The Broad Brush: Why must we stereotype?

The Broad Brush: Why must we stereotype? July 20, 2016

He’s in a union? Certainly he’s a Democrat!

“Don’t Tread on Me” bumper sticker? Yup, libertarian.

Subaru driver?  She’s feeling the Bern.

Sandals, beard, sunglasses and a Jesus sticker? Megachurch goer.

<Add your own stereotype here ___________>

It seems that we are too quick to take sides these days, categorizing people like bins in a hardware store. The screws go in this bin. The nuts in this. The washers over here.

It’s like we an obsessive compulsive societal condition where everything has a place – everybody has a tag.

Photo by Malena Crae
Photo by Malena Crae

The burden of assumption

We use plenty of other Broad Strokes – let your mind drift for a few minutes and you’ll come up with your own.

Racial stereotypes never seem to go away. It goes all ways and they are all equally wrong.

I assumed Middle Easterners were Muslim. That is until I went to the Middle East and found a rich and vibrant Christian community. That broad brush was wrong.

I also, like many of you, have a certain assumption of Islam. And I know there are those who use the Koran to prove their point. But most Muslims simply want to raise their family in peace. I won’t broad brush them.

We were able to separate the Nazi’s from the Germans and I think we can do the same thing now.

It’s not my job to defend every stereotype, or to dispel every assumption. I can’t speak out against every injustice by someone who looks like me or has something in common with me.

Painting the Evangelical

Photo Lauri Mahonen
Photo Lauri Mahonen

People use broad brushes to paint Christians. It seems the worst label you can put on a person these days is “evangelical.” I used to call myself one, that is until the pollsters got ahold of the term.  They want to broad brush us into ‘rushing to the right,” “supporting Trump in huge numbers, and “calling for vast social changes.”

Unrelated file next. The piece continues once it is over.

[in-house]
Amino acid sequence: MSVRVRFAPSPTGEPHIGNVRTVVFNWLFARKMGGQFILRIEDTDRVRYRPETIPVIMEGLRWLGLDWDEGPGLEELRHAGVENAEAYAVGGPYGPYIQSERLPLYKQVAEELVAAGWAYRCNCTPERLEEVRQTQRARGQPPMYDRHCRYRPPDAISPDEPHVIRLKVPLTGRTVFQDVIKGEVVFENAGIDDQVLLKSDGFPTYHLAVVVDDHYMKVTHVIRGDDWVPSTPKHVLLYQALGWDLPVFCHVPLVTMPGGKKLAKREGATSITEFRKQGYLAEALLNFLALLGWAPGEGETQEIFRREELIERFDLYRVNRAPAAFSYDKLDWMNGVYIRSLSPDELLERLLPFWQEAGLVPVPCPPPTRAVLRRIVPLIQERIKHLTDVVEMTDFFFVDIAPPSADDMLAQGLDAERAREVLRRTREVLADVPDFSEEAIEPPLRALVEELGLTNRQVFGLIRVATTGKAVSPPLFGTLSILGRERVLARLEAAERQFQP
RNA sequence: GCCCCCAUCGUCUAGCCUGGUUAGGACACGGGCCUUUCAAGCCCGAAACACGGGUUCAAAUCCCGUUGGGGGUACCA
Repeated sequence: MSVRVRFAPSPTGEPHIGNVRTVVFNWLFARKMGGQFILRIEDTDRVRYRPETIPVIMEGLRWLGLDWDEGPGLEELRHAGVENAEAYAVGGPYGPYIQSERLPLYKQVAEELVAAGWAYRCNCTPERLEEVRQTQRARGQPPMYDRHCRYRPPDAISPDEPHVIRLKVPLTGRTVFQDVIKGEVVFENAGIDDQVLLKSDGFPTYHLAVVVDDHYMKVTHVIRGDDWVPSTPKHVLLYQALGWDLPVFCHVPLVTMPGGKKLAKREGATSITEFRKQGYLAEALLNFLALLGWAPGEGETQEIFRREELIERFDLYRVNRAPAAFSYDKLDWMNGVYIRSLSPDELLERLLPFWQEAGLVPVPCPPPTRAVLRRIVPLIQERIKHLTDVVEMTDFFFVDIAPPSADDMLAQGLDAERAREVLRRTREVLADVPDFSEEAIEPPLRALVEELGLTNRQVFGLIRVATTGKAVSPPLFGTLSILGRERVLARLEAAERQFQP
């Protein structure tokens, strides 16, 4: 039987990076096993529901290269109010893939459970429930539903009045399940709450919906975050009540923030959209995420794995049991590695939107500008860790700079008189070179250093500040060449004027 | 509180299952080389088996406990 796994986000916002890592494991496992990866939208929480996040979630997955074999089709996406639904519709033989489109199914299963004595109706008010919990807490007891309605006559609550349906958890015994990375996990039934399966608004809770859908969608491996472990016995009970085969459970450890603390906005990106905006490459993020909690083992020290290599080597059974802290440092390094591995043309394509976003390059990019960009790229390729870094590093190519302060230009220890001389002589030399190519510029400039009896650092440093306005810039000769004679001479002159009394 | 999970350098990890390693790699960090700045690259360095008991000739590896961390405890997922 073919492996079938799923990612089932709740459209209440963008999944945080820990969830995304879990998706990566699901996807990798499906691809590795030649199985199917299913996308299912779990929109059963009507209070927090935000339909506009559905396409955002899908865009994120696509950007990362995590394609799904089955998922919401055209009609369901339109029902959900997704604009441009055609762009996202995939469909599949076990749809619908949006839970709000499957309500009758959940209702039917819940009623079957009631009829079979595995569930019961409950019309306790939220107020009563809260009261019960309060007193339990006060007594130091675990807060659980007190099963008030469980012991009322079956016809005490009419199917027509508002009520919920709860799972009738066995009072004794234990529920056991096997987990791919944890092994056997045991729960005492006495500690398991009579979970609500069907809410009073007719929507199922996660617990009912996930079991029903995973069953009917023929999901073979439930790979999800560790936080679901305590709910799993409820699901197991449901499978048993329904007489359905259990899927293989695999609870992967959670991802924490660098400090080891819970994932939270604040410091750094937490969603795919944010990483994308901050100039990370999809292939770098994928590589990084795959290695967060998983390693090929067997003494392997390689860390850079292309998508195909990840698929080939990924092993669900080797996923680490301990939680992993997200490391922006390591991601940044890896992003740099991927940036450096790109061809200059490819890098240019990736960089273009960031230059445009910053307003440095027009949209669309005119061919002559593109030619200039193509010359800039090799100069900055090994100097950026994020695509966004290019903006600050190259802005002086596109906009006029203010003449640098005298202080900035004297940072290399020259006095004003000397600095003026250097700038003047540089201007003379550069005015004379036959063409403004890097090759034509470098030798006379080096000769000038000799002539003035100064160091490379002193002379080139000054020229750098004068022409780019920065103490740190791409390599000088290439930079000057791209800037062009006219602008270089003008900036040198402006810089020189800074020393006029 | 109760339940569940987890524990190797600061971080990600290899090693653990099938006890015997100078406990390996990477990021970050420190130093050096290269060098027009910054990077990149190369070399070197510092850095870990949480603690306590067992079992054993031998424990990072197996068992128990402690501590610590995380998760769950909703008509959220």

We all cringe when someone says something stupid about homosexuals, or President Obama, or Muslims. Facebook posters just love to cite those situations and broad brush us into those buckets. No, David Koresh nor Westboro Baptist Church are Evangelical Christians. And neither is Donald Trump for that matter.

The “Evangelicals” I know are people who trust God and want to influence their circle of friends and family with the good news of Jesus.

Catholics, Pentecostals, Baptist and a host of others seem to be lumped in a big bags of expectations that they can’t escape.

Jesus didn’t fit the stereotype

Jesus dealt with his own stereotypes. He didn’t fit the ideal Messiah according to the masses. He wasn’t a great Jew according to the Pharisees. In fact, by today’s standards, He wasn’t all that great of a Christian.

One of the most liberating verses in the Bible is when Samuel was choosing the next King. Jessie trotted out all the qualified, good-looking brothers. And God rejected all of them, holding out for David.

“But the Lord said to Samuel, Do not look on his appearance or on the height of his stature, because I have rejected him. For the Lord sees not as man sees: man looks on the outward appearance, but the Lord looks on the heart.’”

 

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